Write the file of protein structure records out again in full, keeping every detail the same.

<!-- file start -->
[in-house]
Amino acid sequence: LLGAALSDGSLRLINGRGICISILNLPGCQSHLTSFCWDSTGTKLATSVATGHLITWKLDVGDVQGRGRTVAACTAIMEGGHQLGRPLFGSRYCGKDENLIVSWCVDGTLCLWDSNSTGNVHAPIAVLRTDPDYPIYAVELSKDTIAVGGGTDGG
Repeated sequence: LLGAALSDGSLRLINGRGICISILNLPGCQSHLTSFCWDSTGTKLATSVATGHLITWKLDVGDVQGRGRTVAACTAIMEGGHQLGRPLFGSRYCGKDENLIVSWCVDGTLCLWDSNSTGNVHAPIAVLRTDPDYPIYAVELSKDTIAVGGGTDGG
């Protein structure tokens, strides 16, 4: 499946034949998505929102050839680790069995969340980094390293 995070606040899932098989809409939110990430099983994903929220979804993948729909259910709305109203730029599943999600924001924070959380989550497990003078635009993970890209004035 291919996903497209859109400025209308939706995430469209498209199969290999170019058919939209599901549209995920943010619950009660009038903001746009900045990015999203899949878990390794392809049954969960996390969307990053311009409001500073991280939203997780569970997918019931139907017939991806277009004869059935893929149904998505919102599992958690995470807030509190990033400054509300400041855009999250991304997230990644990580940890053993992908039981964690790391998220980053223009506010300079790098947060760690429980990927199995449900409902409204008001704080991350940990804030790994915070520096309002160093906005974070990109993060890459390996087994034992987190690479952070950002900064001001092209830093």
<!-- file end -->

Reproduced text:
[in-house]
Amino acid sequence: LLGAALSDGSLRLINGRGICISILNLPGCQSHLTSFCWDSTGTKLATSVATGHLITWKLDVGDVQGRGRTVAACTAIMEGGHQLGRPLFGSRYCGKDENLIVSWCVDGTLCLWDSNSTGNVHAPIAVLRTDPDYPIYAVELSKDTIAVGGGTDGG
Repeated sequence: LLGAALSDGSLRLINGRGICISILNLPGCQSHLTSFCWDSTGTKLATSVATGHLITWKLDVGDVQGRGRTVAACTAIMEGGHQLGRPLFGSRYCGKDENLIVSWCVDGTLCLWDSNSTGNVHAPIAVLRTDPDYPIYAVELSKDTIAVGGGTDGG
């Protein structure tokens, strides 16, 4: 499946034949998505929102050839680790069995969340980094390293 995070606040899932098989809409939110990430099983994903929220979804993948729909259910709305109203730029599943999600924001924070959380989550497990003078635009993970890209004035 291919996903497209859109400025209308939706995430469209498209199969290999170019058919939209599901549209995920943010619950009660009038903001746009900045990015999203899949878990390794392809049954969960996390969307990053311009409001500073991280939203997780569970997918019931139907017939991806277009004869059935893929149904998505919102599992958690995470807030509190990033400054509300400041855009999250991304997230990644990580940890053993992908039981964690790391998220980053223009506010300079790098947060760690429980990927199995449900409902409204008001704080991350940990804030790994915070520096309002160093906005974070990109993060890459390996087994034992987190690479952070950002900064001001092209830093």